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Unpopular Science

30 March 2017

I started collecting Popular Science magazines back in the 1970s and now have a pretty good collection of these great editions.

Of course with the arrival of the Net and online publishing, Popular Science changed its name and is now known as PopSci. Like its peer, Popular Mechanics, PopSci has become thinner and less interesting than those great editions from the 1940s through 1960s but it still occasions a read.

I used to check the website every morning as part of my ritual for making sure I was "in touch" with the world of science and also as a potential source of ideas for the day's Aardvark column.

About a week or so ago, PopSci changed -- and not for the better.

It seems that PopSci has become regionalised and if you're operating from a Kiwi IP group, you get redirected to the Australian site -- which is just not worth bothering with.

What clown came up with that idea?

Not only is the Aussie site pitifully lacking up-to-date content but the redirect means that links to the US site are broken if you try and access them from Australasia. Browse Google News and click on a Popular Science story using a Net connection from this part of the world and you'll end up at the front page of the Aussie site with an "oops" message.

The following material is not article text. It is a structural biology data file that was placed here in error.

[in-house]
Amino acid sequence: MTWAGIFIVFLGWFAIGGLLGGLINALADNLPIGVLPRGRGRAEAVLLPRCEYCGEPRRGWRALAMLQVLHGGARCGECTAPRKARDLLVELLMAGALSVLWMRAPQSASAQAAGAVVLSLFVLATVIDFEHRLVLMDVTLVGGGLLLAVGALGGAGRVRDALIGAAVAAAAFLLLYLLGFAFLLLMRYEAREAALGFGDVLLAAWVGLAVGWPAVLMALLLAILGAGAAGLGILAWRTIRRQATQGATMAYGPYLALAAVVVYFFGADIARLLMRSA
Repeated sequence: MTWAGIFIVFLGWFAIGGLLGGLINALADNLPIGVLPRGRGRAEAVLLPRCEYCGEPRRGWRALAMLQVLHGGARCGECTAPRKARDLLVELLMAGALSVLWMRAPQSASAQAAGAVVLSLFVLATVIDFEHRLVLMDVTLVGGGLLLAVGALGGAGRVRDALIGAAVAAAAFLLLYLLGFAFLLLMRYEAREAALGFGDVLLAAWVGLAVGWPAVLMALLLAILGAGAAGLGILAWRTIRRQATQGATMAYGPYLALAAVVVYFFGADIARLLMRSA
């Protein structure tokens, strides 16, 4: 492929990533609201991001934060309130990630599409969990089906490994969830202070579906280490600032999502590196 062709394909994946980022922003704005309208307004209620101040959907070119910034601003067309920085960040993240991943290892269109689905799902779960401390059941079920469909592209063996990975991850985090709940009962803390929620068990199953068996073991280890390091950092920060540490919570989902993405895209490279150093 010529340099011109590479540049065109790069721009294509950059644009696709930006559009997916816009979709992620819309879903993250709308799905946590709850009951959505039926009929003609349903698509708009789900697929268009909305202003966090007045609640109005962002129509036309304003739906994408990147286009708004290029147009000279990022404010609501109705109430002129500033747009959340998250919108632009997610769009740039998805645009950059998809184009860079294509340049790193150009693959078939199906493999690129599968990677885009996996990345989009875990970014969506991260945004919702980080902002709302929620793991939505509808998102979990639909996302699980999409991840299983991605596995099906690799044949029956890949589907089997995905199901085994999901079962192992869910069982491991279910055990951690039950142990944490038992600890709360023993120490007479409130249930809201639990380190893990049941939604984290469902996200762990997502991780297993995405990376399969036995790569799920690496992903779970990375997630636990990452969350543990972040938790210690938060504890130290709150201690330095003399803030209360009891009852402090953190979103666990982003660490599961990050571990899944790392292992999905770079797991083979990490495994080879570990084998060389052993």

Using a US-based proxy I can still get to the original site but there'd be no point in including any links to that site because if you're using a Kiwi ISP you'll get redirected and very few of the stories on the US site actually appear on the crappy Aussie version.

It strikes me as ludicrous that a publisher would start regionalising access to their content like this -- especially just as much of the TV and movie industries start realising that de-regionalisation is the future.

I suspect that PopSci has done a deal with an Aussie crowd to give them "exclusive access" to the content in return for a big fist-full of cash and, to protect their investment, PopSci has agreed to redirect requests received in the USA to the Aussie server.

Boo... hiss!

Why not let the reader choose?

If I wanted to read then that's what I'd type into my browser and if I want to see then I should be allowed to -- not end up shanghai'd back to Oz.

Of course there's nothing I (or any other reader) can do except to simply give up on PopSci in the same way I gave up on Popular Mechanics when they introduced a really crappy website design a few years ago.

Ah well, at least I have my hardcopies from the era when each one was a trove of interesting information and a fantastic insight into the society and culture of the day.

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